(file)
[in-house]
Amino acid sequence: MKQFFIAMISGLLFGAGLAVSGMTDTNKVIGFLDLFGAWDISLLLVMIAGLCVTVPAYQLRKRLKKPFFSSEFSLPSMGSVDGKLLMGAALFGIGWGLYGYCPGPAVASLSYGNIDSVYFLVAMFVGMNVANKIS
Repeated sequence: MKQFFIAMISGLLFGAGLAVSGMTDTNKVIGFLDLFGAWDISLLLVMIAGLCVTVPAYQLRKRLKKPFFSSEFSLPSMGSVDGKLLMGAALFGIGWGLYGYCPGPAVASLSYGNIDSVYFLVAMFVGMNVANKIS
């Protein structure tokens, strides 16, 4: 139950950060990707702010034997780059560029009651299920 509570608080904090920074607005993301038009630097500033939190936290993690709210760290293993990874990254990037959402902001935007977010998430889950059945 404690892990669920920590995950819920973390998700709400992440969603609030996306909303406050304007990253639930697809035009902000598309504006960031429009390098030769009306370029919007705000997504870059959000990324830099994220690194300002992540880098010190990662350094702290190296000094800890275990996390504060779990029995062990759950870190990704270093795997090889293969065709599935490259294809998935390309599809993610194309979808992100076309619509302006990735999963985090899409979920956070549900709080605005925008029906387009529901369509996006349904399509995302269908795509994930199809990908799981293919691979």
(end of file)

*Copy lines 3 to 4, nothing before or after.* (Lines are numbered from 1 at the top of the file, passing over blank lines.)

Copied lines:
Repeated sequence: MKQFFIAMISGLLFGAGLAVSGMTDTNKVIGFLDLFGAWDISLLLVMIAGLCVTVPAYQLRKRLKKPFFSSEFSLPSMGSVDGKLLMGAALFGIGWGLYGYCPGPAVASLSYGNIDSVYFLVAMFVGMNVANKIS
């Protein structure tokens, strides 16, 4: 139950950060990707702010034997780059560029009651299920 509570608080904090920074607005993301038009630097500033939190936290993690709210760290293993990874990254990037959402902001935007977010998430889950059945 404690892990669920920590995950819920973390998700709400992440969603609030996306909303406050304007990253639930697809035009902000598309504006960031429009390098030769009306370029919007705000997504870059959000990324830099994220690194300002992540880098010190990662350094702290190296000094800890275990996390504060779990029995062990759950870190990704270093795997090889293969065709599935490259294809998935390309599809993610194309979808992100076309619509302006990735999963985090899409979920956070549900709080605005925008029906387009529901369509996006349904399509995302269908795509994930199809990908799981293919691979």